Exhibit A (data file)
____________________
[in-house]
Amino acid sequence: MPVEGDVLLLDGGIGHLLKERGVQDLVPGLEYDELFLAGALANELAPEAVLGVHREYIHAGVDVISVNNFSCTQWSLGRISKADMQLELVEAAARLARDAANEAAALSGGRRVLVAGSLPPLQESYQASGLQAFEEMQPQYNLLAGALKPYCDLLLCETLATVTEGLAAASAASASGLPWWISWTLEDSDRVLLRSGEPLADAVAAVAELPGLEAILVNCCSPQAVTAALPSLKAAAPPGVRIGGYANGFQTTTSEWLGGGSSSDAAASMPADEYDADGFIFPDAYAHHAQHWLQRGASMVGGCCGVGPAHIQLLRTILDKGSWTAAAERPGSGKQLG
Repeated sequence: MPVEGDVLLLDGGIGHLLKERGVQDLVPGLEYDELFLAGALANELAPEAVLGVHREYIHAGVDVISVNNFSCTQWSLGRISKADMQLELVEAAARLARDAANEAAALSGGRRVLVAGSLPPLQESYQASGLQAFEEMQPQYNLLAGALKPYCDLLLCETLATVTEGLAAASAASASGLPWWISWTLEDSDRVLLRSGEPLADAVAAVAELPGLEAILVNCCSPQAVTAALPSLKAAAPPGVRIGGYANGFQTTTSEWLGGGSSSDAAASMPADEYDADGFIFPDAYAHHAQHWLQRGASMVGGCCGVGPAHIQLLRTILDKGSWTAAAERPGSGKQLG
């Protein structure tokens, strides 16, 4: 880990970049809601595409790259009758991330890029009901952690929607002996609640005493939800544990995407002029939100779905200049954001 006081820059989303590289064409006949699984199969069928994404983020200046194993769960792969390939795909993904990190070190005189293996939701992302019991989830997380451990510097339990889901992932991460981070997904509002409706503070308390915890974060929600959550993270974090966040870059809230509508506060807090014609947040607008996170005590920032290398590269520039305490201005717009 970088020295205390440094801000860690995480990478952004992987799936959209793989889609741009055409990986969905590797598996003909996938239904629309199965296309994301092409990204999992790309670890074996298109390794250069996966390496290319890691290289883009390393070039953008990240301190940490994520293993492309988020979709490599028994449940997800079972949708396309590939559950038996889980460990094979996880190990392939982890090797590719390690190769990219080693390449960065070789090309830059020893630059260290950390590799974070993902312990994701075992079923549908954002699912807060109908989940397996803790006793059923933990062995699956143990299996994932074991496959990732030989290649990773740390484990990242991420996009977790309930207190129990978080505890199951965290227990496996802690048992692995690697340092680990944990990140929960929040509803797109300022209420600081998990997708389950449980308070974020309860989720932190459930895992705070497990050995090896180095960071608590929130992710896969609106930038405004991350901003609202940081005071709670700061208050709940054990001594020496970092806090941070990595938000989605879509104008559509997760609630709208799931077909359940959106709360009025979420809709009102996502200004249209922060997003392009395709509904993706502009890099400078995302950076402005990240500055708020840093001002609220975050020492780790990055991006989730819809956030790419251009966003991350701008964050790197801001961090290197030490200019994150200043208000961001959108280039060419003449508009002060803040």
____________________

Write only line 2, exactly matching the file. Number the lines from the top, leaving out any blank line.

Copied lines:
Amino acid sequence: MPVEGDVLLLDGGIGHLLKERGVQDLVPGLEYDELFLAGALANELAPEAVLGVHREYIHAGVDVISVNNFSCTQWSLGRISKADMQLELVEAAARLARDAANEAAALSGGRRVLVAGSLPPLQESYQASGLQAFEEMQPQYNLLAGALKPYCDLLLCETLATVTEGLAAASAASASGLPWWISWTLEDSDRVLLRSGEPLADAVAAVAELPGLEAILVNCCSPQAVTAALPSLKAAAPPGVRIGGYANGFQTTTSEWLGGGSSSDAAASMPADEYDADGFIFPDAYAHHAQHWLQRGASMVGGCCGVGPAHIQLLRTILDKGSWTAAAERPGSGKQLG